Last week we talked about liquidity and leverage ratios so this week we will tackle activity ratios and next week we will dive into profitability ratios.
Activity or Asset Utilization Ratios are used to determine how quickly some accounts are converted into sales or cash.
Accounts Receivable Ratios:
The accounts receivable turnover ratio gives the number of times accounts receivable is collected during the year.
Accounts Receivable Turnover = Net Credit Sales/Average Accounts Receivable
In general, the higher the accounts receivable turnover, the better, since the business is collecting its money from customers quickly and these funds can then be invested or used again.
The collection period or days sales in receivable is the number of days it takes to collect on receivables.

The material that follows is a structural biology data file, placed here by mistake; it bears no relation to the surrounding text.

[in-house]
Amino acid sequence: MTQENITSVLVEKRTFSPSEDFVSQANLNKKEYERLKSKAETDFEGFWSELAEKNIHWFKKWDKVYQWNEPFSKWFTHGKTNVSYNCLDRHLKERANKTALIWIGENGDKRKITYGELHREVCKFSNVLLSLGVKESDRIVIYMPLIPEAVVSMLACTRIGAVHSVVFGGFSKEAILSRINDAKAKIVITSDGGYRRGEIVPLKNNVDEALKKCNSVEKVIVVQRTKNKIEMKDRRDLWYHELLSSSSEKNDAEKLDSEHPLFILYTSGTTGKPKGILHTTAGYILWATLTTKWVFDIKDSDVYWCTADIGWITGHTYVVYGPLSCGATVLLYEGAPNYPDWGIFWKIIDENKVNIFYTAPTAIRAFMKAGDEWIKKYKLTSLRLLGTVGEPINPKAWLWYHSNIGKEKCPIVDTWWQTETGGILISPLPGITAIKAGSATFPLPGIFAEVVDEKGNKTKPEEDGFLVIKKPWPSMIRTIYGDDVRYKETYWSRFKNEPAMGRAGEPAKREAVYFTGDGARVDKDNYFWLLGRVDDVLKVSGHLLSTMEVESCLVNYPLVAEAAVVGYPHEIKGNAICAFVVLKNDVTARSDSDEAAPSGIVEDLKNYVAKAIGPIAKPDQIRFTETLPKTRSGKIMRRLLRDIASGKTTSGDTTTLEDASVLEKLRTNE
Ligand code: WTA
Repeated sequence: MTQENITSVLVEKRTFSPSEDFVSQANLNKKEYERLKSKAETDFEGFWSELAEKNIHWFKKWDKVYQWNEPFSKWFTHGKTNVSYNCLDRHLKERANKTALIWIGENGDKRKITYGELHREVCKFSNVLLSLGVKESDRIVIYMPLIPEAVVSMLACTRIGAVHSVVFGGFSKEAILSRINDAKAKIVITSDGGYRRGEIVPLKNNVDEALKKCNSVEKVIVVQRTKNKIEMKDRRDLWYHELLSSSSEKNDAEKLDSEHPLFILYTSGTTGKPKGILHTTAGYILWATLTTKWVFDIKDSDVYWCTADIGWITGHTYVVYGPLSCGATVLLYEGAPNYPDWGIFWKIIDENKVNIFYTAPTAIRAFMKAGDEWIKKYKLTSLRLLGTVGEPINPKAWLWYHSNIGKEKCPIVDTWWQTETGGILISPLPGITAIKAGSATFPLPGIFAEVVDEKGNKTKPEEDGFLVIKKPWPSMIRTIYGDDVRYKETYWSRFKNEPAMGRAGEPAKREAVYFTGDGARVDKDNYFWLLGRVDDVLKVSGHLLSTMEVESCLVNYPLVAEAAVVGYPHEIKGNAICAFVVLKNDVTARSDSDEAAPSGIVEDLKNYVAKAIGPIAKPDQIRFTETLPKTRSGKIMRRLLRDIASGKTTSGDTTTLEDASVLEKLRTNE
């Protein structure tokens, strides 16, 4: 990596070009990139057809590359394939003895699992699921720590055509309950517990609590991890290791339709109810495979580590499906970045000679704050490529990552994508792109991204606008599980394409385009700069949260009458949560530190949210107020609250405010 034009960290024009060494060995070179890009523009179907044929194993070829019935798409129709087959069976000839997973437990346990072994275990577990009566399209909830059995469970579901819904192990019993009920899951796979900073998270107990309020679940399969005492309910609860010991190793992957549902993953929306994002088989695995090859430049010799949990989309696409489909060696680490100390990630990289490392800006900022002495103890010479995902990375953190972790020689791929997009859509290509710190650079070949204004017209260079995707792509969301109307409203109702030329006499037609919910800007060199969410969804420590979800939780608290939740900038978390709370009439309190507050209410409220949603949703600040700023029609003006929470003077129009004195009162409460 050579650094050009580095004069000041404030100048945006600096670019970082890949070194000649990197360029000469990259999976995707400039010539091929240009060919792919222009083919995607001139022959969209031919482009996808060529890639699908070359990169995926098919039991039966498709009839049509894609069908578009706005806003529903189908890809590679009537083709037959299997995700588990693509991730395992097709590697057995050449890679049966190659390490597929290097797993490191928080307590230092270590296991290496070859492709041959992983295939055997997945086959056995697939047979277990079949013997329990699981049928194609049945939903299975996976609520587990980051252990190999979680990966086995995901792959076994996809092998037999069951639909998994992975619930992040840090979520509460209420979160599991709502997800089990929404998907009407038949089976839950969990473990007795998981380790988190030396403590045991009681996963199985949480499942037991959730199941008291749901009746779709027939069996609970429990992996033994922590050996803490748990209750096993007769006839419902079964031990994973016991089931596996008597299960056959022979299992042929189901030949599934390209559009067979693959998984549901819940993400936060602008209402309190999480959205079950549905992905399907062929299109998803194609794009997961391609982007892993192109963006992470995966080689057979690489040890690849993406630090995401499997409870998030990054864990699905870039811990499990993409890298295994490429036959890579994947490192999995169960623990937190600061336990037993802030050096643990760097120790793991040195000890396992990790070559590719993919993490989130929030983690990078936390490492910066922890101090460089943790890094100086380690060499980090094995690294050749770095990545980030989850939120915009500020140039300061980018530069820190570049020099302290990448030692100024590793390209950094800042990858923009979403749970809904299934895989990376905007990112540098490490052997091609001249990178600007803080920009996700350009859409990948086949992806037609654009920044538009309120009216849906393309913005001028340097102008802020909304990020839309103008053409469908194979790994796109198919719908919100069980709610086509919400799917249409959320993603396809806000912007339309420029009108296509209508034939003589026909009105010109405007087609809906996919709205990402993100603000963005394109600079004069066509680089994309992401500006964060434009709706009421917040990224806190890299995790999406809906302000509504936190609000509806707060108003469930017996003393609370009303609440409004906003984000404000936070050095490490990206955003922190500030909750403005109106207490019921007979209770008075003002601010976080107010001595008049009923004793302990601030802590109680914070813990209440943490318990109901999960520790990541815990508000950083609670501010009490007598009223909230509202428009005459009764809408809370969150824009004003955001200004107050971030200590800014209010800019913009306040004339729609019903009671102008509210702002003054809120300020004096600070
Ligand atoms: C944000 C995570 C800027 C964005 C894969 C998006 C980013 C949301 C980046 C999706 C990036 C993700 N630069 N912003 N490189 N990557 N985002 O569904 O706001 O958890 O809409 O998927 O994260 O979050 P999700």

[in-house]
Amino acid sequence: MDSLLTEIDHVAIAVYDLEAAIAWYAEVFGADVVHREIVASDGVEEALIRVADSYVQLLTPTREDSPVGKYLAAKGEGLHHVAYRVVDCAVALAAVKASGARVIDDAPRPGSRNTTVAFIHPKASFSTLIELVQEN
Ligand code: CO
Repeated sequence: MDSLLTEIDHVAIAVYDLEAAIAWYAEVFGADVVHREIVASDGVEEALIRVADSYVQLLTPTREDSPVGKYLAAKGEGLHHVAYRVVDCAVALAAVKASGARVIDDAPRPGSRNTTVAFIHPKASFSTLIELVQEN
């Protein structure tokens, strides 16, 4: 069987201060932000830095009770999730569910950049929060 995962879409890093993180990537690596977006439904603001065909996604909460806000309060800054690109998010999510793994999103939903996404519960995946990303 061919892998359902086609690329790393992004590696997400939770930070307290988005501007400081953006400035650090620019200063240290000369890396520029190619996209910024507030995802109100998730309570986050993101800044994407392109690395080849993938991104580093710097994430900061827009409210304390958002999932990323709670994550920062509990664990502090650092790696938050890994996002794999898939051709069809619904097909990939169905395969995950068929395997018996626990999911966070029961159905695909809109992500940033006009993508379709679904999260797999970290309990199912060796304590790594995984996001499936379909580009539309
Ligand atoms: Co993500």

Average Collection Period = 365/Accounts Receivable Turnover
One cause for an increase in the accounts receivable turnover ratio may be that the business is now selling to financially unstable customers. The owner should review the aging schedule, which lists the accounts receivable according to the length of time they are outstanding to help determine if the credit policy needs revision.
Inventory turnover = Cost of Goods Sold/Average Inventory
Average Age of Inventory = 365/Inventory Turnover
If a business is holding to much inventory, money that could be used elsewhere is tied up in inventory. In addition, there are high carrying costs for storing the goods as well as the risk of obsolescence. On the other hand, if inventory is too low, the company may lose customers because it has run out of merchandise.
Operating Cycle: The operating cycle is the number of days it takes to convert inventory and accounts receivable to cash. A short operating cycle is desirable.
Operating Cycle = Average Age of Inventory + Average Collection Period
Total Asset Turnover: The total asset turnover ratio is helpful in determining the ability of the business to use its assets effectively to generate revenue.
Total Asset Turnover = Net Sales/Average Total Assets